I’ve been watching Crash Course in Romance, and it shows the extreme lengths Korean parents go to when it comes to their kid’s academics. This comes up in every K-drama that focuses on high schoolers.
Like Koreans, Nigerians value education and often have high expectations for their children’s academic achievements, but here’s how Nigerian parents enforce it differently.
They’ll never stalk your lesson teacher
Sorry to Korean parents, but Nigerian parents aren’t jobless. They won’t even remember your lesson teacher’s name unless you fail after they’ve wasted their money. Why would they waste their fuel or transport like that? The mum in Crash Course In Romance stalked her daughter’s after-school teacher, with her child in the car, like it’s normal. And she later hired a detective to do the same thing.
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What’s their business with what you do after school?
In K-drama, the parents are always pressed about what their kids do with their time after school. But if Nigerian parents think for a second that you’re playing too much, they’ll just lock you in boarding school. Someone will give them your gist without them making effort anyway.
How you pass is up to you. Just pass
Nigerian parents expect you to pass by divine understanding and a few low-budget lesson teachers. Korean parents enrol their children in private academies called “hagwons“, after school or on weekends, to supplement their regular education. Korean mums stand in long queues to make sure their kids get the best seats in front of the board, pay an arm and a leg to get their kids into top tutorial centres and might even kill if need be.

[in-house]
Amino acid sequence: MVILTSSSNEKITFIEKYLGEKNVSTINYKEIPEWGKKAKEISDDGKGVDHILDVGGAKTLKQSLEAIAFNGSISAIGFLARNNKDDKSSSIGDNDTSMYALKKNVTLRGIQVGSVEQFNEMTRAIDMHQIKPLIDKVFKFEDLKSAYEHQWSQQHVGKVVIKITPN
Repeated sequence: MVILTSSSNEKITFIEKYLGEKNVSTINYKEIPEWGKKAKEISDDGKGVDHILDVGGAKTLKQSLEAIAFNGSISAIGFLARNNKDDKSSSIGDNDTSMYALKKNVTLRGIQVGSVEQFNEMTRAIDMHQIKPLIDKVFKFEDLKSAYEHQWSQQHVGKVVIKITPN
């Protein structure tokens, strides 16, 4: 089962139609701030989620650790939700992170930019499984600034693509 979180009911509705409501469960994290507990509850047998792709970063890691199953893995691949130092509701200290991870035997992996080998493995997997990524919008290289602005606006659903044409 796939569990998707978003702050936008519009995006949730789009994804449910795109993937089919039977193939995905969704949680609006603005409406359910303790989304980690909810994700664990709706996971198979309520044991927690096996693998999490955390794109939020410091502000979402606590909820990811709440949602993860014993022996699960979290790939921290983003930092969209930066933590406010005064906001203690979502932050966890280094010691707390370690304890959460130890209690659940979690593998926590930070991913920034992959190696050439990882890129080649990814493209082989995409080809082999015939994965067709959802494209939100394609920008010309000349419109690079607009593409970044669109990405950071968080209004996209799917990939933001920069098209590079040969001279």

They won’t bully the person who does better than you
In Crash Course in Romance, a mum made sure a child got kicked out of a program just because she did better than her daughter. Nigerian parents will be proud of your competition and ask you if they have two heads. Your beef is not their beef.
Limiting your social activities
As a Nigerian kid, what even is a social life? If you want one, wait till you’re a doctor with three children. This is probably the one thing both parents have in common. But Korean parents go the extra mile by tracking their kids’ phones or picking you up from school themselves.
They won’t move just to be close to better schools
No, no. Nigerian parents don’t inconvenience themselves for you. You better get used to that four-hour-a-day commute because they’ll send you to that good school, but move closer to it? Never.
Or relocate to a different country
My brother in Christ, your best bet as a Nigerian kid is to learn how to take care of yourself because you’ll relocate alright, but alone. In Our Blues, a dad who was struggling to provide for his family moved abroad for his child’s golfing career and education. And the child still wanted to quit after everything. Imagine trying that with a Nigerian dad.
You must take responsibility for your bad test scores
Nigerian parents only intervene with prayer, shouting, flogging, and when they’re sure your head is actually just a basket, they get a lesson teacher. In high school K-drama, parents will blame themselves for not waking their kids up or taking them to school on time, or having enough money to pay for tutorials. Culture shock for real.
I can’t even tell which is worse, the ones who stress you out and make you forget you’re a kid or the ones who don’t stress you out but still keep you from enjoying your childhood. Sha, we move.
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